I've been reading Maclane's "Homology" and ran into the following question:

Let $(R,S)$ be a resolvent pair of ring, i.e $R$ is an $S$-algebra and we have a functor $\Psi \colon \operatorname{R-Mod} \to \operatorname{S-Mod}$, that is additive exact and faithful. We also have an left adjoint functor of $\Psi$, namely $F \colon \operatorname{S-Mod} \to \operatorname{R-Mod}$.

One defines then relative $Ext_{(R,S)}$ functor, using the bar-resolution. Can you please help me find a concrete example of a case when $Ext^1_{(R,S)} \neq Ext^1_R$ (where $Ext^1_R$ is the regular $Ext$ functor).

My thought on the matter. One can identify $Ext^1_{(R,S)}(A,B)$ with the set of extensions of $B$ by $A$, that are $S$-split. One must then find an extension in $R$ that is not $S$-split to do the trick. But this argument feels a bit like cheating.

Any help will be appreciated.

  • 2
    $\begingroup$ Are you sure the functor is full? See page 256; it is just any unital subring. The whole point of relative homological algebra is the S-split but not R-split distinction. A common version is ZH ≤ ZG for finite group G and subgroup H (or replace Z by a finite field). Your question is exercise 8, page 277. Check section 8 for his explanation of relative Tor. The same idea is good for relative ext. $\endgroup$ – Jack Schmidt Mar 7 '11 at 17:47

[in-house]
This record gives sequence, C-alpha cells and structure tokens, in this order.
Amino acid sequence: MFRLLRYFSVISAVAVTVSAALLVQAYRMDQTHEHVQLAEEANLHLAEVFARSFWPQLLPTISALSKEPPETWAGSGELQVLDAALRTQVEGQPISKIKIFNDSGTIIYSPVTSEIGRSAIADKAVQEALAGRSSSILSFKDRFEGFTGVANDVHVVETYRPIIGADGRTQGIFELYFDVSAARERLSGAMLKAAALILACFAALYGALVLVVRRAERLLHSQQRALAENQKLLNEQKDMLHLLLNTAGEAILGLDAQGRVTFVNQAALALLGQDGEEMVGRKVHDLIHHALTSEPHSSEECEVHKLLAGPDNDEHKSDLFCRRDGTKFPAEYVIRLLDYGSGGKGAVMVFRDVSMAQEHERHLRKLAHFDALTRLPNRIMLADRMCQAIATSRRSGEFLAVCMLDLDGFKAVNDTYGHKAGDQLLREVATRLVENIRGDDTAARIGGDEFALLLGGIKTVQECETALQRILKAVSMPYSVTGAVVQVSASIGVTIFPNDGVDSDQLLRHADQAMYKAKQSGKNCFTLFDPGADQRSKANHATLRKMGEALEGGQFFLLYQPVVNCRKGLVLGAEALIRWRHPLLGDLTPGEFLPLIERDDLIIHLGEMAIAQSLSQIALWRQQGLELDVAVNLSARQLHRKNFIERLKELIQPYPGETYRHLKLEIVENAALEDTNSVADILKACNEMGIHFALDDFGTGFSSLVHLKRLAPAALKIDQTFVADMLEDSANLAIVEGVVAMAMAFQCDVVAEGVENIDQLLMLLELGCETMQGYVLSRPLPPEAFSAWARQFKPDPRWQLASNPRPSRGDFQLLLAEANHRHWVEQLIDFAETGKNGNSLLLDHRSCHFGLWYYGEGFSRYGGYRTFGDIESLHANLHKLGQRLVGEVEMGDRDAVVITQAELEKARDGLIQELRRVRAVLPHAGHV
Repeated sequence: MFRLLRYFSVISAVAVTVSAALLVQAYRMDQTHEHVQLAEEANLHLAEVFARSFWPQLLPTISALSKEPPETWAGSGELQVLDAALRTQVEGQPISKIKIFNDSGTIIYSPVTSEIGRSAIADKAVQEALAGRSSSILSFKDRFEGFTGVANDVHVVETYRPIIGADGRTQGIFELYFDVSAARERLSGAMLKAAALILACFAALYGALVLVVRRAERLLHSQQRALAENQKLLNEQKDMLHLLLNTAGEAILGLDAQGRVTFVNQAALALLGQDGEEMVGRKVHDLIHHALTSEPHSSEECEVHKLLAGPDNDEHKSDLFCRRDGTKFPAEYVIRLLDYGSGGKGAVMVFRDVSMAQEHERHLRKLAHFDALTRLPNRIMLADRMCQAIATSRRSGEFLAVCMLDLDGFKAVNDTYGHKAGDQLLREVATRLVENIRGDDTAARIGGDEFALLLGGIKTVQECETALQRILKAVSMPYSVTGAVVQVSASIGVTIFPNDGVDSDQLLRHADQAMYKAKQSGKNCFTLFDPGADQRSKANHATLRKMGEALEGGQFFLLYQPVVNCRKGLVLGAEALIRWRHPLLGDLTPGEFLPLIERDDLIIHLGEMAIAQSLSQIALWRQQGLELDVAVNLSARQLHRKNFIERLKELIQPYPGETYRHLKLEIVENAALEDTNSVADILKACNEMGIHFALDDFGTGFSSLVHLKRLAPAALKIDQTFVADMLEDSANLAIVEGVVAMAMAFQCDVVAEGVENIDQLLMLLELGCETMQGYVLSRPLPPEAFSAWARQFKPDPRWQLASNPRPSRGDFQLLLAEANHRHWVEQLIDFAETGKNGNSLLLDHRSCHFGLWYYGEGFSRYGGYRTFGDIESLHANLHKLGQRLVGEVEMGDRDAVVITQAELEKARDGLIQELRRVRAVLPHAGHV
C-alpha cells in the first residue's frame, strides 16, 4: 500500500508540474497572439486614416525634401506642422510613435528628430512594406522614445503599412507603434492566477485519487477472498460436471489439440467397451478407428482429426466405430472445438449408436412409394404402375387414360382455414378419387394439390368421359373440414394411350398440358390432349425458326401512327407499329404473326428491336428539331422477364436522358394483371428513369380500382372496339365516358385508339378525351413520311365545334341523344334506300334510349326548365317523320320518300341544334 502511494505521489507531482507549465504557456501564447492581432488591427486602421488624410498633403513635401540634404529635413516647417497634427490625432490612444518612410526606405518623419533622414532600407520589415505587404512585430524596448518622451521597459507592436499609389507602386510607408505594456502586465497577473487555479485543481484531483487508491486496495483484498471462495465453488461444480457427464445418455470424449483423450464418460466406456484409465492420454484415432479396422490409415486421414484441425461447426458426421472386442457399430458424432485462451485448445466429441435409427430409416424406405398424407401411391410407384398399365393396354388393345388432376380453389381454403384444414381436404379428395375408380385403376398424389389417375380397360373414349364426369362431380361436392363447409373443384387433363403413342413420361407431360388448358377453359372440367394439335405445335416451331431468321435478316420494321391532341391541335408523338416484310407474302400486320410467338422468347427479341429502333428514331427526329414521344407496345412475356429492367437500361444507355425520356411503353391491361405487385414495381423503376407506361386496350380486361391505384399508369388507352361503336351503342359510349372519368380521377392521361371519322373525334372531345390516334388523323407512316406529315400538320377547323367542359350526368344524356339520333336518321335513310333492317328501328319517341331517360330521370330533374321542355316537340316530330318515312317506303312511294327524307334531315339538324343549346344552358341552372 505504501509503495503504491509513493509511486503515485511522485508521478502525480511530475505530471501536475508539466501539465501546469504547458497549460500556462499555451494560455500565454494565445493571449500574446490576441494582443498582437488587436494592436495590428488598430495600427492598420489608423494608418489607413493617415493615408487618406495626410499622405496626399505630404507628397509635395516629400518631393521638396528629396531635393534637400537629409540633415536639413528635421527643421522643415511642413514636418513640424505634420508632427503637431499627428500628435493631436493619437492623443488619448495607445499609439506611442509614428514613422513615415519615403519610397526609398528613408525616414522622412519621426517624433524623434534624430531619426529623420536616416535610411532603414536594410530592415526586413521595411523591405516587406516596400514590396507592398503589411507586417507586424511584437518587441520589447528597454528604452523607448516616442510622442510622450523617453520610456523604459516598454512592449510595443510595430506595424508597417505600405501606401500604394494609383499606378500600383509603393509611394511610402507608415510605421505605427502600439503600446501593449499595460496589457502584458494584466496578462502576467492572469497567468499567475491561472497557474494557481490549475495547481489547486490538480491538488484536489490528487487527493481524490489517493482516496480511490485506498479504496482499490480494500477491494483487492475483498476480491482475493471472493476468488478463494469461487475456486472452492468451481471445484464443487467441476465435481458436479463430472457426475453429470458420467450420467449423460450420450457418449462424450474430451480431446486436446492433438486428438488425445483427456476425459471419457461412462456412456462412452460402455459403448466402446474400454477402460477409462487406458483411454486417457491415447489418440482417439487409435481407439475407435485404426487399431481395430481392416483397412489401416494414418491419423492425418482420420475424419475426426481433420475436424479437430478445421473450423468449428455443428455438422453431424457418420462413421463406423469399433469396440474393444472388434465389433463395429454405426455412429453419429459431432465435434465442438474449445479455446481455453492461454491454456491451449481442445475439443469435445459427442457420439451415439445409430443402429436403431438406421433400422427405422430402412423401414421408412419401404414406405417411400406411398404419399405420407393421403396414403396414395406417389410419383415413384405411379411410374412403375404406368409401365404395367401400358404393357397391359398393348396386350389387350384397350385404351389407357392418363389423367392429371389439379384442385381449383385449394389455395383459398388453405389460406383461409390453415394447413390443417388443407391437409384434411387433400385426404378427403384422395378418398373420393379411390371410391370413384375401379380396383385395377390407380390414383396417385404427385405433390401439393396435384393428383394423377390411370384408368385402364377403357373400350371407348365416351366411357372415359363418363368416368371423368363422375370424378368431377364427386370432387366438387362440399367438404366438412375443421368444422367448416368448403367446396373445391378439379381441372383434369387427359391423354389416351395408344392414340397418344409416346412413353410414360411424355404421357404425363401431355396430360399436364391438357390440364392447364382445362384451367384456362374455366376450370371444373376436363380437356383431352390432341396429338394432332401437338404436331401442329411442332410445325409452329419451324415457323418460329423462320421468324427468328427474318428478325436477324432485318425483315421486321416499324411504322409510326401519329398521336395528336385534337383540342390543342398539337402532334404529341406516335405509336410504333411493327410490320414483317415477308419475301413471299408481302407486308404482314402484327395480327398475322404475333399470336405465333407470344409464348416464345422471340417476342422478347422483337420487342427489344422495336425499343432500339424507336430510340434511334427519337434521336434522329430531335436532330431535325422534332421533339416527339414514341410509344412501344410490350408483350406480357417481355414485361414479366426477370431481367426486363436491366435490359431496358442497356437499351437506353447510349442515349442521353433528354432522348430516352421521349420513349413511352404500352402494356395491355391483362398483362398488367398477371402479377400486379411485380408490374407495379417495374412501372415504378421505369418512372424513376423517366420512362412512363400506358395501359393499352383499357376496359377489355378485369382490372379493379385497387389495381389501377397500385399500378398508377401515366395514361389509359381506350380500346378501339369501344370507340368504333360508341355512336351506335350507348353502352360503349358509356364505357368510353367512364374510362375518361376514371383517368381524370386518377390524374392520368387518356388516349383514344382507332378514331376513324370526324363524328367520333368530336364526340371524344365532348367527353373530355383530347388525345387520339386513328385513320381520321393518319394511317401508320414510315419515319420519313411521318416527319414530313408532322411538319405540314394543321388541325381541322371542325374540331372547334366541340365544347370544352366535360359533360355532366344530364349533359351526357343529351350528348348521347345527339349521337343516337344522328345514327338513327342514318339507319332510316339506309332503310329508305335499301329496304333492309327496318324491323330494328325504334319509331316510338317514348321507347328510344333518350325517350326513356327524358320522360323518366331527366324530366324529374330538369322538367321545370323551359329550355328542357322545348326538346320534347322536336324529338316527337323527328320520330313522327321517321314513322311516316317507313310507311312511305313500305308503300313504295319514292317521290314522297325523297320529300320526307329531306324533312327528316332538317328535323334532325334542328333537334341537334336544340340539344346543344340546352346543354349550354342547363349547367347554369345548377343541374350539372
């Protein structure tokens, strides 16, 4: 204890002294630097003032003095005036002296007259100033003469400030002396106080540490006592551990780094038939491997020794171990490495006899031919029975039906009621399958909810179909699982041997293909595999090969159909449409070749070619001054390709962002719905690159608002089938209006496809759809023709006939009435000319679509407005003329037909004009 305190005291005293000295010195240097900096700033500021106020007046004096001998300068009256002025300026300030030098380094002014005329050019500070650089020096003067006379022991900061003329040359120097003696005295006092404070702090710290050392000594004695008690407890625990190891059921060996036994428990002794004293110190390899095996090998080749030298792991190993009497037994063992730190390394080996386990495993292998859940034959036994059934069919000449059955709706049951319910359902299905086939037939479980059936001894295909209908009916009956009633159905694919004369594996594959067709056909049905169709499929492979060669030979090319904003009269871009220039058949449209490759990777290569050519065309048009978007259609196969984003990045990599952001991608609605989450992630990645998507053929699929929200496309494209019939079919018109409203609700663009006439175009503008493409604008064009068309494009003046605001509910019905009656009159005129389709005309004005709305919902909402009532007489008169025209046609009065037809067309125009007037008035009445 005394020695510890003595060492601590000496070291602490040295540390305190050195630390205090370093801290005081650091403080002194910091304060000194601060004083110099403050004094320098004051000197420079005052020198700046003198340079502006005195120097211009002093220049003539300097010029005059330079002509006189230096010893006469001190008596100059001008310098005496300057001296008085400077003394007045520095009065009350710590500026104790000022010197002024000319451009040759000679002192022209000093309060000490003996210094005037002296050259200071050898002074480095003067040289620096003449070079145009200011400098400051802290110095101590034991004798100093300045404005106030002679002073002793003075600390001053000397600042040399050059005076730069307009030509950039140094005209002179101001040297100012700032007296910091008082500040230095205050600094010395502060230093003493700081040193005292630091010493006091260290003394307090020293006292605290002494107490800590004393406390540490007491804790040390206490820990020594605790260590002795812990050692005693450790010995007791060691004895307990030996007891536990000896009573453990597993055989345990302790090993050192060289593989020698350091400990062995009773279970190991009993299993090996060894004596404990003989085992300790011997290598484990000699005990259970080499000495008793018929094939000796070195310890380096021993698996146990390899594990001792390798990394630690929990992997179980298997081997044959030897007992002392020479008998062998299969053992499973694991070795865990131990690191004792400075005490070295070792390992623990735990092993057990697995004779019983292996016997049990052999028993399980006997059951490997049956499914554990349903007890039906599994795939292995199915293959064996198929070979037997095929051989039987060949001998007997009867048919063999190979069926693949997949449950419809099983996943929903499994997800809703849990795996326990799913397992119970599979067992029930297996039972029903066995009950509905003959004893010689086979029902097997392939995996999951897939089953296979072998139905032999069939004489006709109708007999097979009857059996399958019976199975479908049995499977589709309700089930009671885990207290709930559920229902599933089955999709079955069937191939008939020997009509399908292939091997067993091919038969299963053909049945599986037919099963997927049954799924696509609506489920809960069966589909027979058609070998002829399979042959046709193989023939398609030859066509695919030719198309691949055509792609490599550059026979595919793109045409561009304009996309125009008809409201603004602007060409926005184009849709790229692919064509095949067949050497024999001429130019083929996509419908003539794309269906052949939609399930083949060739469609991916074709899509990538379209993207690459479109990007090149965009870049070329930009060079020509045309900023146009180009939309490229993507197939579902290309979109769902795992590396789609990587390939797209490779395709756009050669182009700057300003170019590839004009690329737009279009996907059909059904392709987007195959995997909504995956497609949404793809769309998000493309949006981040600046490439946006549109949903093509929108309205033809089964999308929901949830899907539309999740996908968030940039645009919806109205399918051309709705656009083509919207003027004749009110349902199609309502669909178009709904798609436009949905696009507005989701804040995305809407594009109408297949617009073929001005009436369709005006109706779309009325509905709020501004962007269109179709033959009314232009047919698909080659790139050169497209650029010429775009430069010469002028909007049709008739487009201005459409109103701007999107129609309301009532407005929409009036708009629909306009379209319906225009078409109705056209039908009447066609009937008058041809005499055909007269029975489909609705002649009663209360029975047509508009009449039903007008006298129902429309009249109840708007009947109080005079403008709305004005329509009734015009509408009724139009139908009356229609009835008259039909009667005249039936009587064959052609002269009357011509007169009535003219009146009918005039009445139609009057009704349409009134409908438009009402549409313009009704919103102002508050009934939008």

• $\begingroup$ Thank you for your answer! You are correct, ofcourse the functor is not full, but faithful (edited in the question) $\endgroup$ – shamovic Mar 8 '11 at 14:51
  • $\begingroup$ The following example appears in C. Weibel's book (Example 8.7.6): If $R = S/I$, then $\Psi(M) \cong M$, for every $R$-module $M$. Then $Hom_R(F(M),N) = Hom_R(M,N)$ and the bar-resolution trivializes, hence $Ext_{(R,S)}^i(M,N) = 0$ for all $i > 0$. $\endgroup$ – shamovic Mar 8 '11 at 14:58

Well, if $R=S$, then an $S$-split extension is obviously also $R$-split, so $\operatorname{Ext}^1_{(R,S)}$ is always zero. On the other hand, $\operatorname{Ext}^1_{R}$ can be pretty much anything you like.


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